With increasing life expectancy, the number of geriatric people (>60 y of age) is increasing worldwide. In 2015, about 47 million people were living with dementia and it is expected to triple by 2050 [7]. The increase in the number of people with dementia has been exponential in Low Middle-Income Countries (LMICs) like India. Knowledge about the risk factors of developing dementia in LMICs are scanty and very little has been done at ground level for its prevention and treatment. India is going through a significant epidemiological transition with a tremendous increase in noncommunicable diseases. There is a strong correlation between the onset of dementia and age. A study carried out in the United States in 2014 estimated a reduction of dementia cases by 2 million in the USA alone by 2020 if any intervention could delay the onset of dementia only by only 2 y [8]. Therefore dementia cases can be delayed and the number of cases decreased by an effective intervention strategy in an aging population. The economic implication of delaying dementia in a resource-limited country like India is tremendous. Since the pathophysiology of dementia starts years before the actual manifestation of symptoms, there is a window of opportunity to intervene and prevent or delay the clinical manifestations [9]. Therefore attempts are being made to ‘delay’ dementia because there is no ideal drug to prevent it or cure it completely. In the effort to delay dementia/cognitive impairment, several approaches are being tried, some of which rely upon traditional/ alternative/complementary forms of medicine and even their combination [10,11].

Ayurveda is an ancient Indian holistic system of medicine that primarily uses plants and minerals in prescriptions that play an important role in managing various diseases, including cognitive disorders, because of their therapeutic effects, often on multiple targets [12].

The introduction of the concept of systems biology into Ayurveda research has opened up a new vista to gain systematic insights into the holistic understanding of the effects of multiple compounds on multiple targets through traditional medicine’ complex network analysis. Investigation into the role of traditional herbs for the management of complex diseases like dementia and cognitive disorders has enormous potential and can open up opportunities for the discovery of new drugs for these conditions following the concept of multidrug, multi-target and multi-pathway approaches.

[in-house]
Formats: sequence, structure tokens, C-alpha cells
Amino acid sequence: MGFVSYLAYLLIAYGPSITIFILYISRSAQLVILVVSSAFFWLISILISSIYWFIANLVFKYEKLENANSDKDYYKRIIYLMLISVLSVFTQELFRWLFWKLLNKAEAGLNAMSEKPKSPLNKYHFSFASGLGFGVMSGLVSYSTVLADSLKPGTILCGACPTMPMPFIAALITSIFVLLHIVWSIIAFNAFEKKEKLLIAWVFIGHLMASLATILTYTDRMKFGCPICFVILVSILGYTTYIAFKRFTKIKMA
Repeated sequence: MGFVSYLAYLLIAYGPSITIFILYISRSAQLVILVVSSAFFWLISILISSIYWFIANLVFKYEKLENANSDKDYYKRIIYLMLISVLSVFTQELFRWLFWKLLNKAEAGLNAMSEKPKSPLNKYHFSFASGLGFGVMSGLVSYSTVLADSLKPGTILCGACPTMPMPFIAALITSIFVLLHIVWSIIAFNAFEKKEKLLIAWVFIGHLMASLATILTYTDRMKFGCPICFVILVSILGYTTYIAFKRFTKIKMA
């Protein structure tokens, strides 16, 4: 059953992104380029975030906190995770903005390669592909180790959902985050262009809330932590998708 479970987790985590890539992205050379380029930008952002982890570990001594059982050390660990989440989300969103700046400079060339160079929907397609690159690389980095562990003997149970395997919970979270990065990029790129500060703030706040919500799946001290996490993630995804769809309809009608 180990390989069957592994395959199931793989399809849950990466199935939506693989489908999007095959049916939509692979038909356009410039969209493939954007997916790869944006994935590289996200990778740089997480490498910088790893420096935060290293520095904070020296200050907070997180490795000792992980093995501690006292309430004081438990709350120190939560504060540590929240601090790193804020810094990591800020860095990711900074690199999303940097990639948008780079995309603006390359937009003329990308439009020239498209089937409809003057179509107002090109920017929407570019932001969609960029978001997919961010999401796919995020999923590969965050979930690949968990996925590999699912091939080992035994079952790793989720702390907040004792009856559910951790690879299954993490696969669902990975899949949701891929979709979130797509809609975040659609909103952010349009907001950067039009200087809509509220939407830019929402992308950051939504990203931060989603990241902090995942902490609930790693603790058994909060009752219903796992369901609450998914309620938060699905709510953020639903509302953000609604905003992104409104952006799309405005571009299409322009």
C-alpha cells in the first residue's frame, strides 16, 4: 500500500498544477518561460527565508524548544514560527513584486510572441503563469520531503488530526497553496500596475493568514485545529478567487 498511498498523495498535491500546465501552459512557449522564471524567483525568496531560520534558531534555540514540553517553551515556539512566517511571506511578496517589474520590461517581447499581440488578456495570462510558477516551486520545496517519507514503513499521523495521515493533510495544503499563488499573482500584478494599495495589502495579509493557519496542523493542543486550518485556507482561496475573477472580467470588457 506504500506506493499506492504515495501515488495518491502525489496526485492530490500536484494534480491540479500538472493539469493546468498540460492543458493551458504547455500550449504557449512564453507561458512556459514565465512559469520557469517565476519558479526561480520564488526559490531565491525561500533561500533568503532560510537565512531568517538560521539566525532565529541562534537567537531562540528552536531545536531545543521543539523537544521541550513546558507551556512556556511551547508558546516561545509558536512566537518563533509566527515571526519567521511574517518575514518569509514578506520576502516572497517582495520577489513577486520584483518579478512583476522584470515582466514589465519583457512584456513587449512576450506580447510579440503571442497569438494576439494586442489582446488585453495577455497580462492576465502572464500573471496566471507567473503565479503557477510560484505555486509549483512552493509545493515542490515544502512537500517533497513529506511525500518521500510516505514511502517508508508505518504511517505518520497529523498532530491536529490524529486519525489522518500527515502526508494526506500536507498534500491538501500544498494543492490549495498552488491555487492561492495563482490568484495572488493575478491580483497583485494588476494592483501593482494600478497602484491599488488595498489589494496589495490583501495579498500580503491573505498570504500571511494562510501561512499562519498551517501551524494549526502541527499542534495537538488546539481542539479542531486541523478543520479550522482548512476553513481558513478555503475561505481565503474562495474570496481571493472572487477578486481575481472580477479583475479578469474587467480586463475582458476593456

‘Gene Ontology (GO) functional enrichment analysis’ and ‘network pharmacology’ are the two emerging areas of pharmacology that deal with the concept of “multicomponent therapeutics and network targets”. These disciplines provide new insights for elucidation of the multi-scale mechanisms of action of herbs in the management of complex diseases like AD [13]. The use of network pharmacology and bioinformatics in research on herbal medicines with classical pharmacognosy and pharmacology has greatly facilitated mechanistic studies on the synergistic/antagonistic actions of herbal phytoconstituents at a molecular level [3,14].

Amaranthus tricolor L. (A. tricolor ) (tambdi bhaji/ lal saag) belongs to the family Amaranthaceae [15]. Amaranth (Amaranthus spp.) is cultivated and consumed as a leafy vegetable [16]. The leaves of this plant contain flavonoids, alkaloids, cardiac glycosides, phenol, amino acids, saponins, tannins, terpenoids, pterocarpans, steroids, quinones, resins and coumarins as major phytoconstituents. A. tricolor also contains amaranthine, kaempferol, ferulic acid, quercetin, apigenin, quercetin 3-o-glucoside, quercetin 3-orutinoside, apigenin 4-o-beta-d-glucopyranoside, feruloylquinic acid, boropinic acid, amarantholidols A, B, C betanin, 4-geranyloxyferulic acid, isoamaranthine, xylofuranosyl uracil, 7-p-coumaroyl, betaxanthin, 7-isopentenyloxycoumarin, etc. The leaves are used as traditional medicine and reported for antioxidant, antiinflammatory and neuroprotective activity [17-21].